Encompassing the educational services, I am purposing a GED program and/or certificate base training programs which will provide a foundation for independency, motivation, and acceptance. The daily counseling sessions and community outreach activities will provide general knowledge about nutrition, exercise, and health, proper etiquette, effective communication skills, and boundaries/limitations as an effort to expand the patient’s mental capacity. The population of young adult men who has suffered the pitfalls of alcohol abuse, “are frequently malnourished because they lack the knowledge to make wise, healthy options and other times they are unable to afford healthy food” due to their craving to feed their illness (MacGillivray, 2010). The visitations will provide assurance to family members and friends. Implementing these services will serve as a benefit to the patients with a rather modest operating cost to the community.

Young adults “with risk factors such as family violence, poor educational opportunities, and poverty are significantly more likely to try and to continue use of alcohol” (Burkholder, 2013). These risk factors create barriers such as: micro-level barriers – finances; macro-level barriers – public health plans/funding; and the third barrier – poor educational opportunities. The primary purpose of this proposal is to serve young adult men between the ages of 12-17, who suffers from alcohol abuse, with the opportunity to depart from the vulnerable population. Within this age group, there is very little chance to sustain and maintain employment. Their finances are based upon their parents’ income. Being that their parents’ are already among the special population due to wealth, education, and economic status, this age group becomes a product of their community/state. On the other hand, “the majority of patients treated is on public health plans or have no insurance at all” (SAHMSA, 2010).

Due to the limited financial resources, the economic status of the proposed age group has public funded health plans (macro-level barrier). These health plans has been revised through the Patient Protection & Affordable Care Act to limit funding and eligibility. However, according to Substance Abuse & Mental Health Services Administration, state and local public payers paid 36% of the nation’s substance abuse treatment and Medicaid paid 21% , which attributed to public payers being responsible for 80% of the nation’s substance abuse treatment in the year of 2005 (2010). Therefore, funding will be assessed through public health funding/health plans. On the other hand, organizational barriers will not affect this program because the demographics in the proposed area are predominately African-American and Caucasian. Therefore, staffing would not be an issue for this program because “59% of alcohol abusers admitted into treatment are Caucasian and 24% are African-American which will provide a cultural competence environment (SAMHSA, 2003b).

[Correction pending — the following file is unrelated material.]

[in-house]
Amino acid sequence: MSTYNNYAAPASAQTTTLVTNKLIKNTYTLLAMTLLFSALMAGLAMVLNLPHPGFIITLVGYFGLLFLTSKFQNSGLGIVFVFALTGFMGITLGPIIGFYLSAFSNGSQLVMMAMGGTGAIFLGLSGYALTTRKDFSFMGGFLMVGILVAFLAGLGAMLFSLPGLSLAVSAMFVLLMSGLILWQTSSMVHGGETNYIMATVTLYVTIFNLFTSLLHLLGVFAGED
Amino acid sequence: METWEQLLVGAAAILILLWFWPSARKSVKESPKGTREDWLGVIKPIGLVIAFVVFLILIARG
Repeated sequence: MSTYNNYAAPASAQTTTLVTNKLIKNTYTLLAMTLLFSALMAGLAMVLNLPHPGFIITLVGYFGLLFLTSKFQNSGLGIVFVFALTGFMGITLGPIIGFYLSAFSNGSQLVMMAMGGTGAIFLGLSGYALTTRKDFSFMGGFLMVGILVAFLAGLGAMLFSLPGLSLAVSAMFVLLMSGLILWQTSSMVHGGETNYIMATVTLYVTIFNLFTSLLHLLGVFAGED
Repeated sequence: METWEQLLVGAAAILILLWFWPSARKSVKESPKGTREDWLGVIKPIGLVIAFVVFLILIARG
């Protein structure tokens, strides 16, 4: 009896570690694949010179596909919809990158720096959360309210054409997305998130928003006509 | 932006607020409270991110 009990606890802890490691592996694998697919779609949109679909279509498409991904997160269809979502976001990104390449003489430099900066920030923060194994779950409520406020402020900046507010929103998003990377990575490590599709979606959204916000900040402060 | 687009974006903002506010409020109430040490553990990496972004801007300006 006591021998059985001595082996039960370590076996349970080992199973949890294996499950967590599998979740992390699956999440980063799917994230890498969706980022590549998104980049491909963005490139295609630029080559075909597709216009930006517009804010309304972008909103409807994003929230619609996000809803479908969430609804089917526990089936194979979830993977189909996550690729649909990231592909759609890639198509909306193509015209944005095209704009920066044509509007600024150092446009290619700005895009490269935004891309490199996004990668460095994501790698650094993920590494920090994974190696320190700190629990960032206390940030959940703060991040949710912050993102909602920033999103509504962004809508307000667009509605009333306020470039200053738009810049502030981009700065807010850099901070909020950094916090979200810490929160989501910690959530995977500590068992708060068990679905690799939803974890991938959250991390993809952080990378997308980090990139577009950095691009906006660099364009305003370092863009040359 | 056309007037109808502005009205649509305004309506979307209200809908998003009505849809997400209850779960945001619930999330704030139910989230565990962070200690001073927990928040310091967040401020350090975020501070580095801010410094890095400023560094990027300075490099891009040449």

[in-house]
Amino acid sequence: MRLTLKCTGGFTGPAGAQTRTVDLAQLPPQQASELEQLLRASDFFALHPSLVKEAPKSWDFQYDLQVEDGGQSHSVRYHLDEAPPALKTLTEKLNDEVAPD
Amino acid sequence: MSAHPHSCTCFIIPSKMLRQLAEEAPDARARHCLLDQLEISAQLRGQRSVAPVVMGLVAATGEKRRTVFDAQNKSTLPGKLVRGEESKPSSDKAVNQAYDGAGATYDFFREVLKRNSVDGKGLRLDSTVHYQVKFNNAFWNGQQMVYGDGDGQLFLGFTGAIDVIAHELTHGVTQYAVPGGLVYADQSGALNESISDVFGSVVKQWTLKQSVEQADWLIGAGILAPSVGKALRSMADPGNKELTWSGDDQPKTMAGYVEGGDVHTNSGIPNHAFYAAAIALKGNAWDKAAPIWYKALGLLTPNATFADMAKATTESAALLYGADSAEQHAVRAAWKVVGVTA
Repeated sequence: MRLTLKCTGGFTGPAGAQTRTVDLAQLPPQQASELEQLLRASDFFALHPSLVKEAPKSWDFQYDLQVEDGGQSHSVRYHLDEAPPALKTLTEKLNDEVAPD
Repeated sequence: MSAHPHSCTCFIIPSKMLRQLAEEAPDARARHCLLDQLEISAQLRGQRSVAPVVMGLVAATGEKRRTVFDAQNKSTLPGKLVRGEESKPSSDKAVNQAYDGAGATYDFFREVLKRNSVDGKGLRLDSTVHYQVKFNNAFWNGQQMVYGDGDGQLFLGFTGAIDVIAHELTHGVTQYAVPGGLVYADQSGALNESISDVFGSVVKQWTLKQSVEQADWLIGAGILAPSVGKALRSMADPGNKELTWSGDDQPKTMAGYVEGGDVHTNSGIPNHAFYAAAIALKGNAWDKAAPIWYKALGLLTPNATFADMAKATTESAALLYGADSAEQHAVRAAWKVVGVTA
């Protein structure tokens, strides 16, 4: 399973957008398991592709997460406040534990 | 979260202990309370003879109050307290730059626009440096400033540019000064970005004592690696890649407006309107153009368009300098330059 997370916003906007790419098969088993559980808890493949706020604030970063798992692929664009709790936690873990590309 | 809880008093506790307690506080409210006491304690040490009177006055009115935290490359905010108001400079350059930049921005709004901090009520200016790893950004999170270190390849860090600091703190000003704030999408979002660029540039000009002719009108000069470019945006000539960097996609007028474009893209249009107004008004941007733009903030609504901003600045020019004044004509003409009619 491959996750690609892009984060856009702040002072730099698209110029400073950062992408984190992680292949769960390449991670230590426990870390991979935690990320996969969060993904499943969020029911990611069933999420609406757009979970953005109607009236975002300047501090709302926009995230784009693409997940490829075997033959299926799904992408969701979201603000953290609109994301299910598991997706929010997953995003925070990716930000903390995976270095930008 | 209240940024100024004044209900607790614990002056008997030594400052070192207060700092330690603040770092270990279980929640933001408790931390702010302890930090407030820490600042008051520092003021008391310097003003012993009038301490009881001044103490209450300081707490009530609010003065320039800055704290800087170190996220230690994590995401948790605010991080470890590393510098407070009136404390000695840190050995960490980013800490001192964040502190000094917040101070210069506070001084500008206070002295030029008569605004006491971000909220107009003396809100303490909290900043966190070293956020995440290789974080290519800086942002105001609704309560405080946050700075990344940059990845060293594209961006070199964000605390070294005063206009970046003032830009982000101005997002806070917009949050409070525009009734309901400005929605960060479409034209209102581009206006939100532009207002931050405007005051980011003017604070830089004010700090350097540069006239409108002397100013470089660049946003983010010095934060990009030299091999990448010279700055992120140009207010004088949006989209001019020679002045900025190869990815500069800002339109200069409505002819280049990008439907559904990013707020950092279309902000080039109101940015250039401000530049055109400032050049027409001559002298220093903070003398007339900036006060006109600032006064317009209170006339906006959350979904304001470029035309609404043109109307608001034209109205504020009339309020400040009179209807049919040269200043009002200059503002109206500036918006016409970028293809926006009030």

In correlation to financial barriers and community/state barriers, “challenges faced when applying for a job – within the proposed vulnerable population – is not just about communication, it is also education, experience, and/or skills” (USDJ, 2002). In order to develop or enhance experience and skills, the proposed program will provide educational services to sustain a GED and/or provide professional training for certificate base programs. This is proposed with the intention of each patient returning into society sober, certified to employ, and a network of social capital.

In conclusion, some children come into the world knowing they are going to be a nurse, doctor, or teacher; others, enter into college, not knowing what their career choice will be. With that being said, “so much [difference] is a reminder that there is no single, certain future to plan for. There are many plausible alternative futures, and planning for one set of future circumstances is likely to miss the mark due to forces that shape the future of vulnerability and the actions of [yesterday that might effect today]” (Burkholder, 2013). Therefore, I think this program will allow what has already been done a different way to unfold a better tomorrow for the proposed age group.


Burkholder, D. & Nash, N. (2013). Special populations in healthcare. San Diego, CA: Bridgepoint Education, Inc.

MacGillivray, L., Ardell, A., & Curwen, M. (2010). Supporting the literacy development of young adults living in homeless shelters due to alcoholism. Journal of Health, 13(6), p 593- 599. Retrieved from EBSCOhost database.

Newsweek. (2004). Mapping addiction. Retrieved from

Peltan, J. & Cellucci, T. (2011). Child abuse and spousal abuse treatment utilization among substance dependent incarcerated men. Journal of Substance Abuse Treatment, 41(3), p 215- 224. Retrieved from EBSCOhost database.

Substance Abuse & Mental Health Services Administration. (2011a). Results from the 2010 National Survey on Drug Use & Health: Summary of National Findings. NSDUH Series H- 41, HHS Publication No. (SMA) 11-4658. Rockville, MD: Substance Abuse & Mental Health Services Administration. Retrieved from

Substance Abuse & Mental Health Services Administration. (2003b). Treatment Episode Data Set (TEDS): 1992-2001. National Admissions to Substance Abuse Treatment Services. DASIS Series S-12. DHHS Publication No. (SMA) 02-3778. Rockville, MD: SAMHSA, 2003b. Retrieved from

United States Department of Justice, Office of Juvenile Justice & Delinquency Prevention. (2002). Drinking in America: Myths, realities, & prevention policy. Retrieved from…...